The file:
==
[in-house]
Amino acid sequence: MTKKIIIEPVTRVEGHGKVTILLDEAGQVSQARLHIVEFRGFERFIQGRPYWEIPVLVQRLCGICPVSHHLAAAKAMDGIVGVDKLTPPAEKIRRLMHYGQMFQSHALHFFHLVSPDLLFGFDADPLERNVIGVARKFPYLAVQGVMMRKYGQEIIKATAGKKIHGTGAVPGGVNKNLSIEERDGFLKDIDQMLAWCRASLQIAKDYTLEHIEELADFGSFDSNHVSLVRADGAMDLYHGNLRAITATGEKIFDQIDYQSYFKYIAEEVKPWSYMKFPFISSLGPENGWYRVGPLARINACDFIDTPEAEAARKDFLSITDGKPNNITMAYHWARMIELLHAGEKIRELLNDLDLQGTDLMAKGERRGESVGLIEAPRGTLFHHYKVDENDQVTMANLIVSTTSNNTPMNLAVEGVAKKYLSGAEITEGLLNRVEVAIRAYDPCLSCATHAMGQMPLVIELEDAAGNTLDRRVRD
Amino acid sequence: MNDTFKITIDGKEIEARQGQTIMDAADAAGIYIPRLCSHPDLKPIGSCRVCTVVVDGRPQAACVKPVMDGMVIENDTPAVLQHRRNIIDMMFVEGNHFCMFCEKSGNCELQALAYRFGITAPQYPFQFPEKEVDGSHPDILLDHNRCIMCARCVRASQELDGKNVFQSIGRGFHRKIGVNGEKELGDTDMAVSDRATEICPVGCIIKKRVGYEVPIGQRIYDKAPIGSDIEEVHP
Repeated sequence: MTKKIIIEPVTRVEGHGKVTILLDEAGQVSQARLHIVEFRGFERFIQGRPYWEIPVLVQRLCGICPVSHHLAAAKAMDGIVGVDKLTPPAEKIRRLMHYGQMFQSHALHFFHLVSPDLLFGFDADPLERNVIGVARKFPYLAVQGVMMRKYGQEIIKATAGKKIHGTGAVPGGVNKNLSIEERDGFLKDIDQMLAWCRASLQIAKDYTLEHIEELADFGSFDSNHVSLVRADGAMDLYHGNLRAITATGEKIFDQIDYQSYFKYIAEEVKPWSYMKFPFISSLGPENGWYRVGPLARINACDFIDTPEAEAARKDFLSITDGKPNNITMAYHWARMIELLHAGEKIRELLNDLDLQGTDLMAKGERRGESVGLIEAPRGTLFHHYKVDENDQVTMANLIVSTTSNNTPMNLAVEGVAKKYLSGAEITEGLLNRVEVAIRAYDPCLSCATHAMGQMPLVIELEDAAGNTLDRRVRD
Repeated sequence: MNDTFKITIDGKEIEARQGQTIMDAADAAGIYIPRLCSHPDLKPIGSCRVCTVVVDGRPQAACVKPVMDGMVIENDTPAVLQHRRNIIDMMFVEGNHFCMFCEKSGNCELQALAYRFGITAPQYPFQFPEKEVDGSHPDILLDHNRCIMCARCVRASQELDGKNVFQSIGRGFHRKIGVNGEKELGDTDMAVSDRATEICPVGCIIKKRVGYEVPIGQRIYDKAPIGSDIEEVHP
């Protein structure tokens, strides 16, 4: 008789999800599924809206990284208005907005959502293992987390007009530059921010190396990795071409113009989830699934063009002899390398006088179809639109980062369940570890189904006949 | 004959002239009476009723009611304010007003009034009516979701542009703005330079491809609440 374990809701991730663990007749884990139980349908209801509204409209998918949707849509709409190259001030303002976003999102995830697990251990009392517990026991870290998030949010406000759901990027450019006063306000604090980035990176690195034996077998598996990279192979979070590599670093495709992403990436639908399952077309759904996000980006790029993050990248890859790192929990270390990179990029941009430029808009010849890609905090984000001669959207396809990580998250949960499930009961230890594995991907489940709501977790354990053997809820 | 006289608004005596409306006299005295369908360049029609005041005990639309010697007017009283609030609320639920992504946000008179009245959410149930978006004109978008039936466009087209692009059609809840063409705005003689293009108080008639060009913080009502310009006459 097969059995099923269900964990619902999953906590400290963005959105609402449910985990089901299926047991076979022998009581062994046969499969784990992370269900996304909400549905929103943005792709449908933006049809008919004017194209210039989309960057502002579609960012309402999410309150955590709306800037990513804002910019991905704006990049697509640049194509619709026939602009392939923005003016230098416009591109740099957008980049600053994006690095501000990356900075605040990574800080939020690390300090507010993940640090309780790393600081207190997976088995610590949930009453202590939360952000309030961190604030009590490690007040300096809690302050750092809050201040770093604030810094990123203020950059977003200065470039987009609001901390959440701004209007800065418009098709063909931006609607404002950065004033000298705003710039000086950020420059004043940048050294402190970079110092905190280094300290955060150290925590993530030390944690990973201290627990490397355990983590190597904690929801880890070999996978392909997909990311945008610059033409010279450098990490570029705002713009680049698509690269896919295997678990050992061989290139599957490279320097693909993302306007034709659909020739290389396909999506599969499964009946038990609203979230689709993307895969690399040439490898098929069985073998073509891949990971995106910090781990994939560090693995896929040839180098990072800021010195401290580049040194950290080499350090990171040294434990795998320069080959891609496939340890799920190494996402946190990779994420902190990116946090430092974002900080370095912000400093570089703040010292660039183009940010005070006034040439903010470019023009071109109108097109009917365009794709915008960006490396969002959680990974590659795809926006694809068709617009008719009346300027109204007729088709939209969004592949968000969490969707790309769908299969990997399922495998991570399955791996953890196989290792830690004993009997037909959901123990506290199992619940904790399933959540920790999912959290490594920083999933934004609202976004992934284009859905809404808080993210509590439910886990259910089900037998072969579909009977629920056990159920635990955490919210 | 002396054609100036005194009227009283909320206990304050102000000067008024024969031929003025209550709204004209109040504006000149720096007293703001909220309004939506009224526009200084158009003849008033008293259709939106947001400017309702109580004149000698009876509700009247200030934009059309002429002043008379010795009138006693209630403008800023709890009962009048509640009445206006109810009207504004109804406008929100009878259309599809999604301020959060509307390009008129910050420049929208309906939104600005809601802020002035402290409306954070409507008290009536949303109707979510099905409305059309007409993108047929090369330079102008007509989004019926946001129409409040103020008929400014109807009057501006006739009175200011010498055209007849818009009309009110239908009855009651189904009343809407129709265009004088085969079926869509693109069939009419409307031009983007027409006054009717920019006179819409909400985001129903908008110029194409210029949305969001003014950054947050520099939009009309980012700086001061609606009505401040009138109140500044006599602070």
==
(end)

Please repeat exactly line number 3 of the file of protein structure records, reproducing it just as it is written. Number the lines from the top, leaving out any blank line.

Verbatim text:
Amino acid sequence: MNDTFKITIDGKEIEARQGQTIMDAADAAGIYIPRLCSHPDLKPIGSCRVCTVVVDGRPQAACVKPVMDGMVIENDTPAVLQHRRNIIDMMFVEGNHFCMFCEKSGNCELQALAYRFGITAPQYPFQFPEKEVDGSHPDILLDHNRCIMCARCVRASQELDGKNVFQSIGRGFHRKIGVNGEKELGDTDMAVSDRATEICPVGCIIKKRVGYEVPIGQRIYDKAPIGSDIEEVHP